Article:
I am tired of questioning my safety in public. I am tired of wondering whether I will have healthcare six months from now. And I am exhausted from feeling privileged for having access to the most basic healthcare.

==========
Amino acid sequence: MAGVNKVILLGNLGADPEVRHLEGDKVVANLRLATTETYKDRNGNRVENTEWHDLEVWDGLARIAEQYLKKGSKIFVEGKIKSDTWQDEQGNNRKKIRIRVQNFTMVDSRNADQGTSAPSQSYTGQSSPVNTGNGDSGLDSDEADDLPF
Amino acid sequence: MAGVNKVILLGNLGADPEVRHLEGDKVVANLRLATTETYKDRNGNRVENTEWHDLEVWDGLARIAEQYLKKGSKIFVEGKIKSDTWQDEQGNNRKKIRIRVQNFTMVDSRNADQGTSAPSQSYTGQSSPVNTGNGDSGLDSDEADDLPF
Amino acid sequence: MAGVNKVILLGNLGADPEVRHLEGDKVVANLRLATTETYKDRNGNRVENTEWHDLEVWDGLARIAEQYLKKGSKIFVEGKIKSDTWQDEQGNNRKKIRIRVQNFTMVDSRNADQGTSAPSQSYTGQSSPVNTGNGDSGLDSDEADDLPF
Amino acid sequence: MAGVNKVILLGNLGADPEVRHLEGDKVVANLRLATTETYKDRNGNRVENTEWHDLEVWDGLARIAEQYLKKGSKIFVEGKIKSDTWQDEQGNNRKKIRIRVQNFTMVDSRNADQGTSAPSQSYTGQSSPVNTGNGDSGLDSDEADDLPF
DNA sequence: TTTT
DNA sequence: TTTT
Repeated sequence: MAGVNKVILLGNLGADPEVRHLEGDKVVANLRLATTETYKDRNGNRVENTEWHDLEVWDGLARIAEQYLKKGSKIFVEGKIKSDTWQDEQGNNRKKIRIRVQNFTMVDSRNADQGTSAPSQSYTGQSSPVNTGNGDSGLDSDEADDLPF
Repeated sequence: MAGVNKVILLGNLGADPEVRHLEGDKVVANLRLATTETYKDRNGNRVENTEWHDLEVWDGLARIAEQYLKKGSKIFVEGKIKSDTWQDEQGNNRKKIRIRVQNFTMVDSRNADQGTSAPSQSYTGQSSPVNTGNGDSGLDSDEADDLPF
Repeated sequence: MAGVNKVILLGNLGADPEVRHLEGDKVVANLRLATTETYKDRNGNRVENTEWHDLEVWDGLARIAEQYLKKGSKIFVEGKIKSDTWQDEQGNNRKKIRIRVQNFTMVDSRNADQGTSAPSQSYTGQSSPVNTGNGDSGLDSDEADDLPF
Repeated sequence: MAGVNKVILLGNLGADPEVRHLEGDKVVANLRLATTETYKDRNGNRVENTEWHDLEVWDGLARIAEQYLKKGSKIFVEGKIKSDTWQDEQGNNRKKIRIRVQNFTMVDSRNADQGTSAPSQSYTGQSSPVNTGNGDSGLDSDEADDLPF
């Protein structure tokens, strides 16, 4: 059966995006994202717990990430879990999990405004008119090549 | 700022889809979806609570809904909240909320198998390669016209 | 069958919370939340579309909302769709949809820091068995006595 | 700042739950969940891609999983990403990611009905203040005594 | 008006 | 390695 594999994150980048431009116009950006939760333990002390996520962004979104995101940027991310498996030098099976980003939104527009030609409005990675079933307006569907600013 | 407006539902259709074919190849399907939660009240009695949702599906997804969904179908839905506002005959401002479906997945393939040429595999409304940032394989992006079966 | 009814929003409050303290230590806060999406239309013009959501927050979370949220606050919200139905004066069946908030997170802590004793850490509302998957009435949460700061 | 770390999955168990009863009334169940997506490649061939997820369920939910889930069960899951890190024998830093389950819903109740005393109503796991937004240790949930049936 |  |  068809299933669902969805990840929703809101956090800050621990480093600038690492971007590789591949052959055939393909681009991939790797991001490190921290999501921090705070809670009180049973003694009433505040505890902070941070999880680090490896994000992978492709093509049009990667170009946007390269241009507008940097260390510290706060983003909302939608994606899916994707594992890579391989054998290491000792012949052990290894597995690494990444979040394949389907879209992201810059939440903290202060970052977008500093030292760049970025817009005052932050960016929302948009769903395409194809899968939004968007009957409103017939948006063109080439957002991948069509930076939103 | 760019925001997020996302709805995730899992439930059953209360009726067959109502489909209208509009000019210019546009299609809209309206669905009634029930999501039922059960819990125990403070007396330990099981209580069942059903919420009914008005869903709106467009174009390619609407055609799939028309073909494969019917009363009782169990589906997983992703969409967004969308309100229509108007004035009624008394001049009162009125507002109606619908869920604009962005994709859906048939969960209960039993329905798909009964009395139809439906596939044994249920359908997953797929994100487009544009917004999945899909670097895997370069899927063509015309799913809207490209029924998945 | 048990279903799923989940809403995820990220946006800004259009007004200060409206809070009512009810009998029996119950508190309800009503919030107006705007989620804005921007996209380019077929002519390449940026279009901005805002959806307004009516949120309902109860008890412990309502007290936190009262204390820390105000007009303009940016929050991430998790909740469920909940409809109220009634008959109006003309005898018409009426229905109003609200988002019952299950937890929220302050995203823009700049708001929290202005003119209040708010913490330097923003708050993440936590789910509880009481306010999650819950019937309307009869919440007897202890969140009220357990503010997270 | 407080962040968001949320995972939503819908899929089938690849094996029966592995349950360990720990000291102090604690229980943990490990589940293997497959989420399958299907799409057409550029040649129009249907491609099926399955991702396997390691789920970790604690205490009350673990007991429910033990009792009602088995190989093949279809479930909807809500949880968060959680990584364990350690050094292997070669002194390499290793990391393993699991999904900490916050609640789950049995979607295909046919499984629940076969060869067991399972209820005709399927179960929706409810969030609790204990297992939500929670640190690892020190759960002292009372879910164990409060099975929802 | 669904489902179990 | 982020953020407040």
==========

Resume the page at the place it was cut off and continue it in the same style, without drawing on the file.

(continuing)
The silver lining here is that these actions from right-wing politicians and hate groups are a pushback on the positive progress that is happening for trans rights. Wider public acceptance of TGNC people both in opinion polls and in popular media is helping to drive larger progress. The United States has seen a huge increase in TGNC people running for, and winning, elected offices, a fact that has helped to quell some of the anti-trans bills moving through legislatures. It is important that small victories against larger losses are not taken as a chance to rest on laurels, and that both nations continue to fight against the lowering of the bar and instead fight for acceptance of all.♦